Come exam time, most AUC students turn to their hurriedly scribbled notes and their rarely perused textbooks to cram packets of information in as little time as possible. But with nerves frayed, a number of students are increasingly turning to private tui- tion to help boost their grades.
This phenomenon, which is usually associated with high schools and government universities, has slowly made its way into the ranks of AUC students.
“The concept of private lessons is a paradigm in Egyptian ideology; students see it as the easier option and go for it,” said a student who chose to remain anonymous.
For the past 30 years, economics professor Galal Amin has been an acclaimed figure in the AUC community and among the region’s intellectuals. One of Egypt’s most renowned economists and thinkers, Amin joined AUC’s faculty in 1979 to teach generations of students about economic philosophy, Egypt’s economic welfare, and economic development.
Earlier this semester, and to much of students’ dismay, he announced his plans to leave AUC.
“I’ve enjoyed teaching at AUC and I love teaching. It is a pleasant place to be in from every respect,” Amin said.
Amin garnered international repute and commercial success after authoring more than 30 books in Arabic and English, including “Whatever Happened to the Egyptians,” its sequel “Whatever Else Happened to the Egyptians,” “Introduction to Economic Analysis,” and “Food Supply and Economic Development.”
A tragic love story, between a girl and a deceased folk singer’s head, takes place when the girl takes the head on a journey, in an attempt to rejoin it with its body. Mennein Ageeb Nas opens in AUC, April 6.
The play was written by Egyptian playwright Naguib Sorour, and directed by Theater department professor Mahmoud El Lozy.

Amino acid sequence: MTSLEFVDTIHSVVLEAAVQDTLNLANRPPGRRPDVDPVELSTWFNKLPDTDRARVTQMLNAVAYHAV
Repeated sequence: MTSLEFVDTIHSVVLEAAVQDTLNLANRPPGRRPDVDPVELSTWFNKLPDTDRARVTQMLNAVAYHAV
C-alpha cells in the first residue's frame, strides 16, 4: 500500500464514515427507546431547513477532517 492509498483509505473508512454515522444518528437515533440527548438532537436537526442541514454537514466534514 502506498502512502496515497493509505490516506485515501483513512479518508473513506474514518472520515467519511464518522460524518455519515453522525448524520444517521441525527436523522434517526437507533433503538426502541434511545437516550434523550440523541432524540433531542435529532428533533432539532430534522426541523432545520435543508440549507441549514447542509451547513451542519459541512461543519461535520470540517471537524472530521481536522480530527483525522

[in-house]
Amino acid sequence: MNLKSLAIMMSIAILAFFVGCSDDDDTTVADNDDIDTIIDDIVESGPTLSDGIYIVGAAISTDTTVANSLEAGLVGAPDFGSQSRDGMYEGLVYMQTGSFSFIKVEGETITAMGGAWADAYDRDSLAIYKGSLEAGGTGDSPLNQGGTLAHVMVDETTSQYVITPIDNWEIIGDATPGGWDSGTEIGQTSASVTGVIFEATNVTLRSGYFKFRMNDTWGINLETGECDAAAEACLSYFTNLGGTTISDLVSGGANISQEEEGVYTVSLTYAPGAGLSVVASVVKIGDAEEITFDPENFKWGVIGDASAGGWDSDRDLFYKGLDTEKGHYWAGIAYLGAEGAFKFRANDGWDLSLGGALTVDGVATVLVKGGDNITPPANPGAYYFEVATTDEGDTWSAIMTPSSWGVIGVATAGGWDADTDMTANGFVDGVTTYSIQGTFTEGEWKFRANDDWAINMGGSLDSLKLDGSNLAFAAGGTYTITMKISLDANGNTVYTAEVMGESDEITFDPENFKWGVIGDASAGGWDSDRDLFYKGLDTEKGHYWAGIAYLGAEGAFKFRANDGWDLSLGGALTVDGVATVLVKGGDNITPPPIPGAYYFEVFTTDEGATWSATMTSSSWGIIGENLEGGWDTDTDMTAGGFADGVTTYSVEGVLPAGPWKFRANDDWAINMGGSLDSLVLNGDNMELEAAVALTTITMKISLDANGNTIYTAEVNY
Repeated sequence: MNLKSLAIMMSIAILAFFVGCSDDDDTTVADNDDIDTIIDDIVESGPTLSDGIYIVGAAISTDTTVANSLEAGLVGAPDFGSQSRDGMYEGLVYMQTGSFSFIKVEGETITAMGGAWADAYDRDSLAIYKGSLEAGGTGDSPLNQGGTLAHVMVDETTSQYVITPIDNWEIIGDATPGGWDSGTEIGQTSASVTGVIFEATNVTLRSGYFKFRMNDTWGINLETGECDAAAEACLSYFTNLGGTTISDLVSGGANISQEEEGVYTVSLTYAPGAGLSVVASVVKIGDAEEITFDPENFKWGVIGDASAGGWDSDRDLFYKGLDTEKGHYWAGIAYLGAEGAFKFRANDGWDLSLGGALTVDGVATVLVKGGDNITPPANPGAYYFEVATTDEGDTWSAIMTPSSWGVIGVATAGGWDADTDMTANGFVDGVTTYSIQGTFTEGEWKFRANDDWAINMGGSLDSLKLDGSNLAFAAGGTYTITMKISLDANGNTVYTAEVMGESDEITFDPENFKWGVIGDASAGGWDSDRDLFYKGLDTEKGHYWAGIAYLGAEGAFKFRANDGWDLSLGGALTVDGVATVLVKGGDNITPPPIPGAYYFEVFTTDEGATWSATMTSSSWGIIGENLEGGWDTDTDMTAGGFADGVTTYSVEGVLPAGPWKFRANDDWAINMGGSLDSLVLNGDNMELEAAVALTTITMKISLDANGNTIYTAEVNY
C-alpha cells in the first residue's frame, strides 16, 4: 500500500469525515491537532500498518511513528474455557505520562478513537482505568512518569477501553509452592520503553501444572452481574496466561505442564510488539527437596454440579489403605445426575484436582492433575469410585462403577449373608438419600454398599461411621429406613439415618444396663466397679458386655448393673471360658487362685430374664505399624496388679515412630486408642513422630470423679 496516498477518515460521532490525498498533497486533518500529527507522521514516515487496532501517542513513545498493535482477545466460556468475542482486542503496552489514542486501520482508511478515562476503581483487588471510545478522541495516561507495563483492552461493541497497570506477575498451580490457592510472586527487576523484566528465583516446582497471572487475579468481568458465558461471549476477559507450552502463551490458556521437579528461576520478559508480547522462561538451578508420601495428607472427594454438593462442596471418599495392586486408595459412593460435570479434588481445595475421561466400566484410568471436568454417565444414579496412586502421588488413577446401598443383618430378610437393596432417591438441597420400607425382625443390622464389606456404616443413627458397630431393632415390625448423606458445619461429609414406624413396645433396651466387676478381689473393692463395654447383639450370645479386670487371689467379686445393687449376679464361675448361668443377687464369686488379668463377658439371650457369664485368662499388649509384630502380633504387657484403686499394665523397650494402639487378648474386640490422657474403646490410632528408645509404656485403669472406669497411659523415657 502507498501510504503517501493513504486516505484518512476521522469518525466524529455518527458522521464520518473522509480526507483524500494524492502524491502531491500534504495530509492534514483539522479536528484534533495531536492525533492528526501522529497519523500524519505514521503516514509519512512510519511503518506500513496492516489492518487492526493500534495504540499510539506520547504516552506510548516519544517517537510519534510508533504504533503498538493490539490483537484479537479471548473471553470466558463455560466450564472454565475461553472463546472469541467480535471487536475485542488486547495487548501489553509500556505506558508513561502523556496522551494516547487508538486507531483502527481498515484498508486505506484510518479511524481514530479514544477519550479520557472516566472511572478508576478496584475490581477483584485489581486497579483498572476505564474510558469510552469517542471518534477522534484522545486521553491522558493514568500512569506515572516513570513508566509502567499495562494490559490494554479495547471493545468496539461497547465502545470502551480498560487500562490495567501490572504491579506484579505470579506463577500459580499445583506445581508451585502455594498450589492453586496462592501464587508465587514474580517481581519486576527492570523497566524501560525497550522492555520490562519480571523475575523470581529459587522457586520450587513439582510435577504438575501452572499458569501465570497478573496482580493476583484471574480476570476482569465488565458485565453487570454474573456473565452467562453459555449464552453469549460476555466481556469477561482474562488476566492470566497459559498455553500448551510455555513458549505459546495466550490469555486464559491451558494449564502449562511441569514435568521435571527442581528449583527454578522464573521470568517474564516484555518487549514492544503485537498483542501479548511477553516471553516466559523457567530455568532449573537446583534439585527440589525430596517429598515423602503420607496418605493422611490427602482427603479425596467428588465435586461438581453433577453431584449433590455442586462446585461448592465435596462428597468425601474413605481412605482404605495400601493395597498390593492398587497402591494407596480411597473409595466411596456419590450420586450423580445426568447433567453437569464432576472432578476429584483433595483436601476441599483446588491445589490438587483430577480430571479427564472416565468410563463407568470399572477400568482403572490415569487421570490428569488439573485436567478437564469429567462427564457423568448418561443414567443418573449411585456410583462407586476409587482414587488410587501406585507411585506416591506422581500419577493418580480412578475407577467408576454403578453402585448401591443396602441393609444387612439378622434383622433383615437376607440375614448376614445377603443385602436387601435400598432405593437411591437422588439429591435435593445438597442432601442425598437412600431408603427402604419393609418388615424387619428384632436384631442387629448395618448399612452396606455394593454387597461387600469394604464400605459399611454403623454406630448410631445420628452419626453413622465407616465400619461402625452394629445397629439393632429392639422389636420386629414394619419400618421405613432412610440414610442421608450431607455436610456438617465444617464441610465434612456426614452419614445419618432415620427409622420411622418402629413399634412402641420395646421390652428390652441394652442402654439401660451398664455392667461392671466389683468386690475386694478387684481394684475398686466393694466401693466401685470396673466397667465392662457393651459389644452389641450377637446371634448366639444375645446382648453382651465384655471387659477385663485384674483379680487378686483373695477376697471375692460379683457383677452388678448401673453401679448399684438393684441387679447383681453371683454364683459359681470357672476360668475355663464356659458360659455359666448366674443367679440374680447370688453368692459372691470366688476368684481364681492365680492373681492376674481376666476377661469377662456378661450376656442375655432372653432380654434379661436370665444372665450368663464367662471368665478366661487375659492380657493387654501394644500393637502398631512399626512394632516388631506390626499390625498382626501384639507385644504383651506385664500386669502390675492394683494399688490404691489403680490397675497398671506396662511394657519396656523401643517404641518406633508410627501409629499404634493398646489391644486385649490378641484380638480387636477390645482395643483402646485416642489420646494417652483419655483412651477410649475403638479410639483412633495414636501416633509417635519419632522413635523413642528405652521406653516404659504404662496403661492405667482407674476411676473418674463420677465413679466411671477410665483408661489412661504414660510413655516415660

Talents hidden within a number of AUCians sometimes go unnoticed or are never properly nurtured unless artists and authors follow a labyrinthine route from anonymity to fame. This was almost the case with Ihab Adham, a construction management sophomore, who took his hobby of drawing mazes to a whole new level.
Adham started drawing his own mazes at the age of 14, after remaining virtually unchallenged by the simple and easy mazes in magazines and comic books.
Minister of Interior Mansour El-Essawy last week announced the disbanding of the controversial Amn el Dawla [State Security] in a move that has ignited debate over the role that respect for human rights should play in any future police apparatus.
“Minister of Interior Mansour El-Essawy decided today to cancel all administrative branches and offices of State Security in all the republic’s provinces,” the official MENA news agency reported.
The apparatus will be replaced with the National Security bureau and focus exclusively on terrorism issues.
AUC’s Cairo International Model United Nations (CIMUN) received a $2000 scholarship from the National Model United Nations (NMUN) to attend the annual university based conference in New York City in April.
According to Noureen Ramzy, CIMUN secretary general, the scholarship is usually worth $500 to $1000, but NMUN chose to give CIMUN a larger sum, which is a great source of pride for CIMUN.
“Last year, we were representing Egypt in the conference and we won the outstanding delegation award,” said Rana Fayez, a member in CIMUN. “I think that award could have played a role in us winning the scholarship this year.”
Stranded in an airport, surrounded by luggage and exhausted from long hours on a plane, Maha Abdullah, a political science junior, and her friends were not allowed to enter Egypt because of their Palestinian travel documents.
Abdullah is one of 15 Palestinian students who were unable to enter the country and resume studies at AUC after the January 25 Revolution started. “I think what happened was pointless; we’re students and we should be able to get in the university whenever we want,” Abdullah said.